Mi'kmaw fishing vessel destroyed in suspicious fire at N.S. wharf
Boat belongs to Robert Syliboy of the Sipekne'katik First Nation
A suspicious fire at a southwestern Nova Scotia wharf has destroyed a boat belonging to a Mi'kmaw fisherman, casting doubt on his ability to join the upcoming commercial lobster season.
Robert Syliboy woke up to a call from a friend early Monday, asking if he had a boat tied up at the Comeauville wharf in Digby County.
When Syliboy replied that he did, the friend told him the vessel might be in flames. Photos soon confirmed the 12-metre boat was indeed Syliboy's.
"Just trying to wrap my brain around this, honestly. It's hard to believe it happened," Syliboy said Monday.
"There's nothing left."
Boat had been at wharf for past 6 weeks
Sgt. Andrew Joyce, an RCMP spokesperson, said police received a call Monday at 5:56 a.m. about the boat fire.
Joyce said the boat had been at the wharf for the last six weeks for mechanical repair.
The cause of the fire is still under investigation.
Syliboy said police told him they hoped to access video footage of the wharf area, but he had not heard anything else.
Vessel was used for commercial fishing
Syliboy is a Sipekne'katik First Nation fisherman who received one of the new licences in the Mi'kmaw community's moderate livelihood lobster fishery.
But Syliboy said the destroyed boat is the one he uses during the commercial season, which begins at the end of November. He has a smaller vessel he uses for the moderate livelihood fishery.
Although Syliboy said he was insured, he still has to work through that process and deal with uncertainty as the commercial lobster season draws closer.
"I've got everything I've made tied up into fishing," he said.
Syliboy said his smaller boat fishes traps with a $30,000 to $40,000 value, which he shares with someone else. The larger boat was capable of fishing a larger number of traps with a value between $100,000 and $200,000.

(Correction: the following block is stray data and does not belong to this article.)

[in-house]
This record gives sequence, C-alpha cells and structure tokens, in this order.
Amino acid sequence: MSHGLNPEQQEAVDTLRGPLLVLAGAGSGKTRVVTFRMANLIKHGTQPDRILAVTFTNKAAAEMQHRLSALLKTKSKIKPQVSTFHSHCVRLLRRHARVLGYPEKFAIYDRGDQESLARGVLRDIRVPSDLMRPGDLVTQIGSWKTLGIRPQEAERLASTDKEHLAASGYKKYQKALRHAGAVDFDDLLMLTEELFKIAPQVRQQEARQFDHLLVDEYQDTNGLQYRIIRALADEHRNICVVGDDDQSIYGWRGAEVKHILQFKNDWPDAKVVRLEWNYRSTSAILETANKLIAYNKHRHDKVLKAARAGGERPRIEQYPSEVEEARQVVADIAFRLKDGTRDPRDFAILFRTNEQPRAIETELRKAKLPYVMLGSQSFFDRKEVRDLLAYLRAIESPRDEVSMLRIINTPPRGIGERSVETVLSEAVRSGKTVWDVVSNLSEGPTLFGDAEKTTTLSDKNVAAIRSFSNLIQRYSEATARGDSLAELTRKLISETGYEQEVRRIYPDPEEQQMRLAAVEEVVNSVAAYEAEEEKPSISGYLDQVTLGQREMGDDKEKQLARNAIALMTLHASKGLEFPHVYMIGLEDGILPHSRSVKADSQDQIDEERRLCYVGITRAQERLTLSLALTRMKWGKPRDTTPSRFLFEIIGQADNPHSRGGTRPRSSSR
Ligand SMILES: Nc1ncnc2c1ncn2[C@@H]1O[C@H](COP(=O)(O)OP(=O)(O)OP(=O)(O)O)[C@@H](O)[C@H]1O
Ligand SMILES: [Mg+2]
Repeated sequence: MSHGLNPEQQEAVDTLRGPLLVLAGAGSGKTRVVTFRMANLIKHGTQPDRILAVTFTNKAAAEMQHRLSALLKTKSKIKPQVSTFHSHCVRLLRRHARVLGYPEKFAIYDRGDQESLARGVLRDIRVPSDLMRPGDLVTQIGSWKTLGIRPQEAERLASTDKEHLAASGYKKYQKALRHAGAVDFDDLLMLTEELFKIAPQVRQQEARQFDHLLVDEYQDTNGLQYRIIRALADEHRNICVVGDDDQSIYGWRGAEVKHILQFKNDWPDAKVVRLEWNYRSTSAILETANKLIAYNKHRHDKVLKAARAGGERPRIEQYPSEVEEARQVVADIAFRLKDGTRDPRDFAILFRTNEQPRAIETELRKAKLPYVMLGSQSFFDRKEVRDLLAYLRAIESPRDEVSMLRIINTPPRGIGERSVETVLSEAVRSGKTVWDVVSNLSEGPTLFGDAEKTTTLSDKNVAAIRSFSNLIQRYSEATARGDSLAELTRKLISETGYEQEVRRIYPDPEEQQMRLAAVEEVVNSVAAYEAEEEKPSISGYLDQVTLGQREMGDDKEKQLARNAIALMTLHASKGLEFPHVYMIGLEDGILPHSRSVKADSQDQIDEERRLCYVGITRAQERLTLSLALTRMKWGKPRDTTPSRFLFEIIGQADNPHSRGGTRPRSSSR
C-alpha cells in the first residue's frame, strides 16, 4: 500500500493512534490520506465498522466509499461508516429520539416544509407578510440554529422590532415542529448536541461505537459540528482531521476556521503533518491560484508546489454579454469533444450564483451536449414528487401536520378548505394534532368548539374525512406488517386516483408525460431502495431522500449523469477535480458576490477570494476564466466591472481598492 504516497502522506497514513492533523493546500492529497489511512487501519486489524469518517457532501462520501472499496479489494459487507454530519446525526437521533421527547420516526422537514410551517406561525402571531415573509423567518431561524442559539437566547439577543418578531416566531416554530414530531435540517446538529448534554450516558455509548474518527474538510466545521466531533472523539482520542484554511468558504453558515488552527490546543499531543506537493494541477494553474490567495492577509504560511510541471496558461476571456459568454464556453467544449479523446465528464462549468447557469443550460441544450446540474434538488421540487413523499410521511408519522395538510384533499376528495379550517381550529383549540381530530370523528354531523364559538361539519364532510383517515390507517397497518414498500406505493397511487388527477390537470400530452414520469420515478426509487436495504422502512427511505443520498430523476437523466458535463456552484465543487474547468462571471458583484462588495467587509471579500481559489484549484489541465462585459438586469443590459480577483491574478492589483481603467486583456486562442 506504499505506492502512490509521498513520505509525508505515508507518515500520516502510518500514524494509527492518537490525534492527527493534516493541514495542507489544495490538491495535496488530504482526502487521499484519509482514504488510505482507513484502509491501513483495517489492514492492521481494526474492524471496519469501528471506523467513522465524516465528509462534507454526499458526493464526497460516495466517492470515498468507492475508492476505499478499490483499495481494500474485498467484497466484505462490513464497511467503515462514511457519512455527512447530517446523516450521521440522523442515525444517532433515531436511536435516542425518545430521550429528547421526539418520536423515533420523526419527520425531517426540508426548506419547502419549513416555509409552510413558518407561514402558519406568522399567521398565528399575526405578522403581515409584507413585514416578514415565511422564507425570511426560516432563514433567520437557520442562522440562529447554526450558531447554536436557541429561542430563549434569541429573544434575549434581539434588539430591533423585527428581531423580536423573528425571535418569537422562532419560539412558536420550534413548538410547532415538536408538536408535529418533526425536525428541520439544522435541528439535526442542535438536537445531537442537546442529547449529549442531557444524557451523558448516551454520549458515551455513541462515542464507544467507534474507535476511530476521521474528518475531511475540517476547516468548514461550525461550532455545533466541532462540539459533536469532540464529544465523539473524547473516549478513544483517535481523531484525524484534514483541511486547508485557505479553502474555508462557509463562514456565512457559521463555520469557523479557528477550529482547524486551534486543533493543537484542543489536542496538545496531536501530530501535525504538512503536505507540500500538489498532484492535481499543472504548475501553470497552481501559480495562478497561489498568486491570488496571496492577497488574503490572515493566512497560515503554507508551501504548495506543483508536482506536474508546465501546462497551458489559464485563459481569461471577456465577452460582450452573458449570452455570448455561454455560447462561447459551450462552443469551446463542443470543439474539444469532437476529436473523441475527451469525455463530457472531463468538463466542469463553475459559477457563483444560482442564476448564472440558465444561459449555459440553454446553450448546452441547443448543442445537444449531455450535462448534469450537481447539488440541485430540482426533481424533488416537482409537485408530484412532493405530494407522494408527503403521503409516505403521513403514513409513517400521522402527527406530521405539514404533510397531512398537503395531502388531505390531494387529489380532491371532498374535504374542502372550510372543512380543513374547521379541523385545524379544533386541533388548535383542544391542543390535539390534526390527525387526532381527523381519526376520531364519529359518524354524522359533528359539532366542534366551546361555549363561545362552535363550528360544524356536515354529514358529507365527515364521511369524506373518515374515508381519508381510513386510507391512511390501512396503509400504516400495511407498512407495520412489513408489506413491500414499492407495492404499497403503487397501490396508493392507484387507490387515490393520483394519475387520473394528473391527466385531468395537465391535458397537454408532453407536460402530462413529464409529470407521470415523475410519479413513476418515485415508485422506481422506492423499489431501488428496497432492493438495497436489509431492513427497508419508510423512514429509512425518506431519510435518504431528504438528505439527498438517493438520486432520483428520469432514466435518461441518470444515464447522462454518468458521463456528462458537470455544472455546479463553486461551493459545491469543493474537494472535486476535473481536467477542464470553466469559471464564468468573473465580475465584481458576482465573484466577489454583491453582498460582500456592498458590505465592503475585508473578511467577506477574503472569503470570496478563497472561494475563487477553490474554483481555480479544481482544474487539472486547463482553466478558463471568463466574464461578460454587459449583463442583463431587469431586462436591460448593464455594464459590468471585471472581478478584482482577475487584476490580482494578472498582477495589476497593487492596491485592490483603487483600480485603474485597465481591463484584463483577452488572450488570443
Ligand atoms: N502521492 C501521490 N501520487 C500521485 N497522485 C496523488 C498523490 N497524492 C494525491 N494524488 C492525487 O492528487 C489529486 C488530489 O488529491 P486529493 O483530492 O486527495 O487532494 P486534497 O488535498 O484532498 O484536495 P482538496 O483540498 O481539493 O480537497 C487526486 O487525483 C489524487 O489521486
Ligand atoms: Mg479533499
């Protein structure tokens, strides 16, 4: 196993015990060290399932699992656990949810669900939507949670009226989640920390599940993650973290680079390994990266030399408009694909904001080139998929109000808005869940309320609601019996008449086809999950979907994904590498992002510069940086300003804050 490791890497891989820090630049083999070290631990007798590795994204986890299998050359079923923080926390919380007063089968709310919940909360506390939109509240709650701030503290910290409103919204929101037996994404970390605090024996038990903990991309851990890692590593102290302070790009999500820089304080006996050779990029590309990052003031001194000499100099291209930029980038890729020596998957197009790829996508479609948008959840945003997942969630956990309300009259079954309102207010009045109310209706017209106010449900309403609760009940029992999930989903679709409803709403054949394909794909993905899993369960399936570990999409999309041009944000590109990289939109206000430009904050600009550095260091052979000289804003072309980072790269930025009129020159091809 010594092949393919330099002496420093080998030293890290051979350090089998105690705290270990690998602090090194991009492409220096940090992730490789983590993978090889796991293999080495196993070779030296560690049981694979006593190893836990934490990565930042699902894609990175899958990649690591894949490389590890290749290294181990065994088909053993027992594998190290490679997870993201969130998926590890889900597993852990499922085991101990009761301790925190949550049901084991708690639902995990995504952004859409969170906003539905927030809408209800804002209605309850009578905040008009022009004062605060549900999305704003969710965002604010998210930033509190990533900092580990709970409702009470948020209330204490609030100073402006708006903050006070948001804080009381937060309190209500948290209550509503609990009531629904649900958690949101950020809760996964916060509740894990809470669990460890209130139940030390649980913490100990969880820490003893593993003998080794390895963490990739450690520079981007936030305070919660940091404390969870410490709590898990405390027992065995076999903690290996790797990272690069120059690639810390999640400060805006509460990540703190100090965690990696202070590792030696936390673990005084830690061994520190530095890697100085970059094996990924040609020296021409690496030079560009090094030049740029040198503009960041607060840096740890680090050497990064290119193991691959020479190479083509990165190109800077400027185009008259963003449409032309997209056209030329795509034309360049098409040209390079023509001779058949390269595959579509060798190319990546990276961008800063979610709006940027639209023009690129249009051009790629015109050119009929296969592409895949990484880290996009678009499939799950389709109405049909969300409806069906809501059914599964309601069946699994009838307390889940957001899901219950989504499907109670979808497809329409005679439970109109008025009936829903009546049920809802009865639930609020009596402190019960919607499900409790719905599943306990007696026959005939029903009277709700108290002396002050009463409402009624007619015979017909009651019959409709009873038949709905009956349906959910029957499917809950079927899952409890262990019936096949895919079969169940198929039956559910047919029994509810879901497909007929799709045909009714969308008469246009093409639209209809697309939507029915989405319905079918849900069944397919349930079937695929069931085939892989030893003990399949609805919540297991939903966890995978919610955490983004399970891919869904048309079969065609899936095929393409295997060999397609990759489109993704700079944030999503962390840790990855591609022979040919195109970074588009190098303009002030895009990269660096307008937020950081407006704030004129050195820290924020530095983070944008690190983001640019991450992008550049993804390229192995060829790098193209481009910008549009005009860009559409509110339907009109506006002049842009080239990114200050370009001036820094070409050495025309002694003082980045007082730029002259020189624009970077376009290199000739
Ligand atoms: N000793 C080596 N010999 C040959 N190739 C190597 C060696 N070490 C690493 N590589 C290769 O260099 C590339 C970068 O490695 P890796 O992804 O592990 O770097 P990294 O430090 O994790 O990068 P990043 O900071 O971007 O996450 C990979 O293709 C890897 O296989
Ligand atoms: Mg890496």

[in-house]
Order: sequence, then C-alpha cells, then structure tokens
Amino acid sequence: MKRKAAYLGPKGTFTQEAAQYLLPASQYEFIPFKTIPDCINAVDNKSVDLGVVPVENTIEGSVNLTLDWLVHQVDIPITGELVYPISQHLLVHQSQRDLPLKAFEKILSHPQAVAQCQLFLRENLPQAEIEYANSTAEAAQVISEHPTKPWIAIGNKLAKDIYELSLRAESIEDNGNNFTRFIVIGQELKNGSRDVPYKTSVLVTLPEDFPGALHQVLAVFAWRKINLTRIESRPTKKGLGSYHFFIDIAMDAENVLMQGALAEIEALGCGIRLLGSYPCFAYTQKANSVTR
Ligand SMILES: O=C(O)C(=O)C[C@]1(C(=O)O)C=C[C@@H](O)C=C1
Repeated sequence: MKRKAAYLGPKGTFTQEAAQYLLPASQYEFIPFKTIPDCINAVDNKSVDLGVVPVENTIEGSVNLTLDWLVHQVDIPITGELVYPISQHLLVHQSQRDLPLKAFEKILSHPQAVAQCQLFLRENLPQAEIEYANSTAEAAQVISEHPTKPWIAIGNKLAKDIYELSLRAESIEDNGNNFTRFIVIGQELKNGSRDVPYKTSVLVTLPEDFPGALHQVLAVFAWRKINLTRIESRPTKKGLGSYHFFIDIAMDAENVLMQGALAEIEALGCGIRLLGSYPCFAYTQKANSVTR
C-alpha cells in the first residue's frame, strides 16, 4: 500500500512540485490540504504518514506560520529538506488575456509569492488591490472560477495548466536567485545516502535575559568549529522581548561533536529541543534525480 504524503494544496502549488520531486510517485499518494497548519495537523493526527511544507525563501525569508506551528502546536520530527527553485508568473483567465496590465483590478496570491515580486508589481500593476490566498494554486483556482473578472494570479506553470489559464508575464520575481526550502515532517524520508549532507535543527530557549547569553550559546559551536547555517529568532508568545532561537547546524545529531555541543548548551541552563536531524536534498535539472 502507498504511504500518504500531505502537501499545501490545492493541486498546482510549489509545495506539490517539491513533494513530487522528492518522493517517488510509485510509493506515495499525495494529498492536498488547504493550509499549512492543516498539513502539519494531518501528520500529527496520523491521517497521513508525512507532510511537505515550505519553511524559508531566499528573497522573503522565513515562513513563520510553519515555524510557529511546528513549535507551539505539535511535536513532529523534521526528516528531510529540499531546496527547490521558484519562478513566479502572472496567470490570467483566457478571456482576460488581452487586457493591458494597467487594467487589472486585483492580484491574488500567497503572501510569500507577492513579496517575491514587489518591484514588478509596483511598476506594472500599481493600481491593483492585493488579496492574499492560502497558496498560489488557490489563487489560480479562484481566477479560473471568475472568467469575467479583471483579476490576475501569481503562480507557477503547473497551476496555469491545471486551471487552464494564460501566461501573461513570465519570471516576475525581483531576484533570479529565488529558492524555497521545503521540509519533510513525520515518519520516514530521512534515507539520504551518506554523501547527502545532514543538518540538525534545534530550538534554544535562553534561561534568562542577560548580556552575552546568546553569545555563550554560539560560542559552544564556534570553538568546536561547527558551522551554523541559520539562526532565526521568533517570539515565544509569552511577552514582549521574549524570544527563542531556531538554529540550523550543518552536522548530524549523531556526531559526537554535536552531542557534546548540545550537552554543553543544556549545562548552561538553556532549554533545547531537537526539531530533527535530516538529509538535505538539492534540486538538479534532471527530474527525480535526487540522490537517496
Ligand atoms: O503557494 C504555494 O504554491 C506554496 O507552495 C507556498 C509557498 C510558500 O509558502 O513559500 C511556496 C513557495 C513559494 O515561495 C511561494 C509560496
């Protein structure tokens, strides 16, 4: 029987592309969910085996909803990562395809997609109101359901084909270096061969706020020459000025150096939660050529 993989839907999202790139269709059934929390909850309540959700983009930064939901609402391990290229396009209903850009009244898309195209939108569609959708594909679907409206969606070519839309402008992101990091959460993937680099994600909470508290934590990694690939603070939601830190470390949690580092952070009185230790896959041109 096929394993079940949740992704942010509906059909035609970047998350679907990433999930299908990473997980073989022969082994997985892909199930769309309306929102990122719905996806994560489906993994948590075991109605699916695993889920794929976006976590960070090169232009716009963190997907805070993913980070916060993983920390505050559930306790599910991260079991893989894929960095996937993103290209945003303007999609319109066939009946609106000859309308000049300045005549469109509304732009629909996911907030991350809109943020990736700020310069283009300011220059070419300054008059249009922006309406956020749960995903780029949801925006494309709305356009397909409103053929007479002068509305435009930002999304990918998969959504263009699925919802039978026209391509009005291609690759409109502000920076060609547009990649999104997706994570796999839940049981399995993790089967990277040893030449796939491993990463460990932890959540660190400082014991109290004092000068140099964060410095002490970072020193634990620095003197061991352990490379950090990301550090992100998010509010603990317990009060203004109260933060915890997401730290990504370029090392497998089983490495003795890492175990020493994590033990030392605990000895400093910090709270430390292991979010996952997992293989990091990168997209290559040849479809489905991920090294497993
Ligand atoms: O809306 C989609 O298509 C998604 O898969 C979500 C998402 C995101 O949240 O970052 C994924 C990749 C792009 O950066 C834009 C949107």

Syliboy also said the livelihood fishery isn't bringing in enough money to live on, especially since they can't commercially sell their catch in Nova Scotia yet, but it was a means to assert treaty rights.
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Comeauville is just three kilometres from Saulnierville. Both sit on St. Marys Bay — an area that has been the site of tension between Mi'kmaw and non-Indigenous fishers since the fishery launched last month.
The new Sipekne'katik fishery came 21 years after a landmark Supreme Court ruling in the case of Donald Marshall Jr., which recognized First Nations' rights to earn a moderate living from fishing.
Many commercial lobster fishermen are opposed to the new fishery. They are concerned that fishing outside the federally mandated season will hurt lobster stocks.
Supporters of the Sipekne'katik fishery argue it is tiny compared to the commercial season.
Colin Sproul of the Bay of Fundy Inshore Fishermen's Association said he'd only seen social media posts about the boat burning so "it would be irresponsible to speculate" on what happened.
"But I'll say this firmly: the Bay of Fundy Inshore Fishermen's Association condemns violence in the fishery in any and all of its forms. And we encourage peace and calmness right now from everybody and dialogue," Sproul said.
Syliboy said he is not going to point fingers at who or what may have caused the fire.
A photo showing the charred remains of his boat was posted to his public Facebook profile, where Syliboy's videos about the fishery have earned thousands of views in recent weeks.
"I have people hatefully commenting all the time, so I really don't know," he said.
With files from Nic Meloney, Olivier Lefebvre and Paul Withers